Stocks rallied to close near session highs Friday after Bernanke reiterated that there is further room for the central bank to act and following reports the ECB is considering setting yield band targets in a new bond- buying program.
Still, all three major indexes failed to log gains for the week, with the Dow and S&P 500 snapping a six-week winning streak.
The Dow Jones Industrial Average rallied 100.51 points, or 0.77 percent, to close at 13,157.97, led by Verizon.
The S&P 500 rose 9.05 points, or 0.65 percent, to end at 1,411.13. The Nasdaq gained 16.39 points, or 0.54 percent, to finish at 3,069.79.
The CBOE Volatility Index, widely considered the best gauge of fear in the market, ended near 15, surging more than 13 percent for the week.
For the week, the Dow erased, 0.88 percent, the S&P 500 lost 0.50 percent, and then Nasdaq slipped 0.22 percent. H-P led the blue-chip laggards for the week, while Kraft was the best performer.
Most key S&P sectors finished higher, led by telecoms and consumer staples, while materials ended in the red.
Trading volume has been extremely light all week due to the summer holiday season and ahead of the Fed's symposium at Jackson Hole, Wyoming, where Bernanke and ECB President Mario Draghi are expected to speak.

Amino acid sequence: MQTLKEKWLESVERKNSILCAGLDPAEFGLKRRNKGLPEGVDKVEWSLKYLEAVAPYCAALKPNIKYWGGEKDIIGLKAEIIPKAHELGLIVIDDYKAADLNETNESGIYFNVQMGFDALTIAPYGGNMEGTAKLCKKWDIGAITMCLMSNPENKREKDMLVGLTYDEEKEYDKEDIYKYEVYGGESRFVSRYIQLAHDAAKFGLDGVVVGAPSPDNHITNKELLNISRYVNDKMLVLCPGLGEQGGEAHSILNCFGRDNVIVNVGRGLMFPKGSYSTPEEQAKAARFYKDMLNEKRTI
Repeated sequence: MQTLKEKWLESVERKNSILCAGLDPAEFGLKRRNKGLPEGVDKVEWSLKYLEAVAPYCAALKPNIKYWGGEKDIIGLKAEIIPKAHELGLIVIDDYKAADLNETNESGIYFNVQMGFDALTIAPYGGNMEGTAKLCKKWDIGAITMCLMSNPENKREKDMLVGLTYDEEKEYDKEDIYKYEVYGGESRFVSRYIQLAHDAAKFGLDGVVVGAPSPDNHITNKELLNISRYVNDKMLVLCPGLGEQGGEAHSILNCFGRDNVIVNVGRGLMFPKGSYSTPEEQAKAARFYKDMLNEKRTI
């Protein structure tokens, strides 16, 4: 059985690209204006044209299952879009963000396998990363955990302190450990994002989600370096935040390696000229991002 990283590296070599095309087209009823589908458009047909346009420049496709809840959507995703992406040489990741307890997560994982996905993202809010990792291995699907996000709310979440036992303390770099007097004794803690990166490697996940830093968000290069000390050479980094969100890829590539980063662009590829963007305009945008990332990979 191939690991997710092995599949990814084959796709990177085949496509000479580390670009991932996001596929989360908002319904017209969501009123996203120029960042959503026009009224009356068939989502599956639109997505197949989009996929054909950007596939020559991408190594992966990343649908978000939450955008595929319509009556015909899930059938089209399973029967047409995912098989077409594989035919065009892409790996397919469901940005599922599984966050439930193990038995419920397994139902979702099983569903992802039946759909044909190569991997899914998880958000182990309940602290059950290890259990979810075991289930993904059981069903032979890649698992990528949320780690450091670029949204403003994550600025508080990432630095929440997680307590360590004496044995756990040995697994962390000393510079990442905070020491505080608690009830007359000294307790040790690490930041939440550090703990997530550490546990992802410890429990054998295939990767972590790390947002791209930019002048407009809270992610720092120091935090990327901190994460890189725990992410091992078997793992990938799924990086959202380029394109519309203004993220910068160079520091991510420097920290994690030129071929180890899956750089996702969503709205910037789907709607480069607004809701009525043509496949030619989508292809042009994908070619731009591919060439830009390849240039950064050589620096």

Shortly after a weak open, the market popped as traders reacted to a letter from Bernanke, obtained by the Wall Street Journal, who said there is "scope for further action" by the Fed to ease financial conditions and support the economy. The letter was in response to questions from Rep. Darrell Issa.
The Chairman's comments echoed remarks from the Fed's latest meeting minutes from earlier this week.
“The market is in a good mood today based on the Fed’s statements and Bernanke’s been very consistent—he’s going to do whatever it takes and he’s ready to make a move possibly as early as September,” Katie Nixon, CIO of wealth management at Northern Trust told CNBC’s “Power Lunch.”
Growing doubts over whether the Fed will introduce further stimulus measures put a damper on equitiesin the previous session. (Read More: Why Markets Should Cheer QE3 Is Not Coming Soon)